Itís a beautiful song, and very haunting. Itís one of those melodies that sticks with you.

Great. Thatís nice with all the rain. Some people didnít like the rain, but the whole cinema of that is nice, and on the end almost using the rain like a ride-cymbal. Itís like a musical instrument.

Most of your songs are in major keys, and that one has such a strong minor-key melody, using that minor-second note a lot.

Yeah. Thatís interesting. That song was written in tow parts. The verses were maybe two years ago, and the center section was from about eight years ago.
"This Nearly Was Mine" was one of my fatherís favorite songs, and my father died a long, long time ago. And after he died I used to go and talk to him, and thatís what that whole center section of the song is about, talking about following your illusions. Itís interesting how you can have a piece laying around for so long and suddenly have it click into something thatís current.

That song is more intimate than most of your work, with line like "shadow on Daddyís stone."

Itís true. There are a few moments like that that are kind of raw. And Iím sure just as many obtuse moments.

"All My Sorrows" also has a really beautiful melody.

Yeah. That was an interesting think because that started off being an adaptation of this old folk song. The Kingston Trio and a lot of other people did it in the late fifties, and many of them took credit for it. [Laughs] A lot of those folk songs were pretty much up for grabs back then. So I, in the spirit of that, changed the melody and changed the chords and kept the words the same. So itís kind of a hybrid. And of course, it was too late for me to take credit for writing it.

Speaking of the Kingston Trio, I did an interview with John Stewart recently, who told me that he was astounded by your guitar playing on songs he had heard. And that when he eventually met you and told you this, you told him that a lot of it was learned from listening to his playing on old Kingston Trio records.

Thatís true. All of my style came from listening to records. I started at six or seven, and I didnít take any lessons. And the Trio was a really accessibly group. Not only to get a song sensibility, but to continue developing my guitar playing. That was kind of ironic.
I just talked to John the other night. And heís kind of pulled away from the L.A. life, which is probably not a bad thing to do.

You mentioned that working on "Street of Dreams" took many years. Is that common for you?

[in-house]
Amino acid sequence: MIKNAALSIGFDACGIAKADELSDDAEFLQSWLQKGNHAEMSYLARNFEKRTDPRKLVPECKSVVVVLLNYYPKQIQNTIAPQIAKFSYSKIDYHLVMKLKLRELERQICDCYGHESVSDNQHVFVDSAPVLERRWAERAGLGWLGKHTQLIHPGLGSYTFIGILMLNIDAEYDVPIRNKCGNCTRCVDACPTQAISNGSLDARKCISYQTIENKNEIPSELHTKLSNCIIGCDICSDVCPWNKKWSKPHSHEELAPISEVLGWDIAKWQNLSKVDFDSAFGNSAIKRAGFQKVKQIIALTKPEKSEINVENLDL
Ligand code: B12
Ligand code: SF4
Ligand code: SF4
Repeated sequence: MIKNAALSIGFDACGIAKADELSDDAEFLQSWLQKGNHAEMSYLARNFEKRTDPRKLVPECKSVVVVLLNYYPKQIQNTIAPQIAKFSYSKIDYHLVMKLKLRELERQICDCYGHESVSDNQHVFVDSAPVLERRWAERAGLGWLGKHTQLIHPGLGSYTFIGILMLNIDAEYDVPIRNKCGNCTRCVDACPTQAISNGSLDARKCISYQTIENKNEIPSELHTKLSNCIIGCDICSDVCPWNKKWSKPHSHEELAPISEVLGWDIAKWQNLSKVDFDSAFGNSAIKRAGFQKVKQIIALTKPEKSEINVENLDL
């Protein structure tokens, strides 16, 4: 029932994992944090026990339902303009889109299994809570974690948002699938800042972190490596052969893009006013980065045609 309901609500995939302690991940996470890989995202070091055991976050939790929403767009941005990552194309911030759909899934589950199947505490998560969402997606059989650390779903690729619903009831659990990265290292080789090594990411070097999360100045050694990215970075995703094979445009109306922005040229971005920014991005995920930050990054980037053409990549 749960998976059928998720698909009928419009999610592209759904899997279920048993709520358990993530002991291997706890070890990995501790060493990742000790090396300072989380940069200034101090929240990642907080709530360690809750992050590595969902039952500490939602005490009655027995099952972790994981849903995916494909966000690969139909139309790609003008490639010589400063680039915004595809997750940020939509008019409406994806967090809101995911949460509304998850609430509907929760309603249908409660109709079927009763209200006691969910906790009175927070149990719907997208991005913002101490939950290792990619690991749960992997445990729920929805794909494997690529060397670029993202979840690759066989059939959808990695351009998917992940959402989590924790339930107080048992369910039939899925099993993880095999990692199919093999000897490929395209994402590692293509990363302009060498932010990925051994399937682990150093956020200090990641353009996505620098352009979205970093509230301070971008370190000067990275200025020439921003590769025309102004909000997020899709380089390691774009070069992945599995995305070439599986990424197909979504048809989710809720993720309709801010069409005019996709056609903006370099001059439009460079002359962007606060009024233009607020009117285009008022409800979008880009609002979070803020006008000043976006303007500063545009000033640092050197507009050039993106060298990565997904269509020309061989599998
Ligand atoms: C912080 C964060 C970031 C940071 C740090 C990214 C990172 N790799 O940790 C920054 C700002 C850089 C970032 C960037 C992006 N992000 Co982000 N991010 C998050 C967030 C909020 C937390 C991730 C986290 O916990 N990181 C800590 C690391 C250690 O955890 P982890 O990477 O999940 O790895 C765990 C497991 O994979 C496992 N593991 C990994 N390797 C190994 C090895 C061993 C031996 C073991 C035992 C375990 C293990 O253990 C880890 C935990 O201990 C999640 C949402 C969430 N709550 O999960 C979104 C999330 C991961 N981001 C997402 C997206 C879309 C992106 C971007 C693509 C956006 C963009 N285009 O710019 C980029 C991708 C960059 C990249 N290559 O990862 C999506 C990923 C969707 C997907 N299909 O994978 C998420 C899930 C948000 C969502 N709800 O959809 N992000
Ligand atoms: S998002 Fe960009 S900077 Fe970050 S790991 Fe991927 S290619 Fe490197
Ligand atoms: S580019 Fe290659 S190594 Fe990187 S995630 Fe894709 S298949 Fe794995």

No, that was the exception. "Soul Drifter" came sort of in a flash. Most of them come relatively quickly. Not all in one sitting, although some people say the best things come all at once.

And other people say that never happens.

And Iím more in that vein. You know, youíve got to go back and pound it out over and over. And thatís something Iím still working on. The actual writing the words, thatís what I need to concentrate on the most. Telling a story.
Because the writing is so tied into the process of recording, it all becomes like strokes on a canvas. The work isnít really just sitting down at a piano or guitar and rewriting the verse. The work is going in and making a record. In that sense, itís a hell of a lot of work and you can spend six or seven months just on one song.

Does the song evolve in the studio?

Sure. The form becomes something that you want to hold onto that may define what youíre singing, or even how youíre singing, or even the jazz of the words, to some degree.

When youíre writing, do you work on acoustic guitars?

Most of the time, sure. Whatever seems to be in tune.

Do you ever use a pick when you play?

I use a pick in the studio. Because for some sounds that you want to get, a very light pick with very light strings can create a delicate sound.
Live, never. Mick [Fleetwood] tried to get me to use a pick for years but I could never do it.

Itís always seemed like such an integral part of your sound, that you use your fingers on the strings. Itís more human sounding than a pick.

Yeah. But out on the road, I lose these [nails]. Maybe itís because Iím a little over the top on stage. So I play just with my fingers.

Your guitar playing over the years has been so distinctive. Often it seems as if passages are way too fast to have been played that way. Do you ever speed up guitar parts?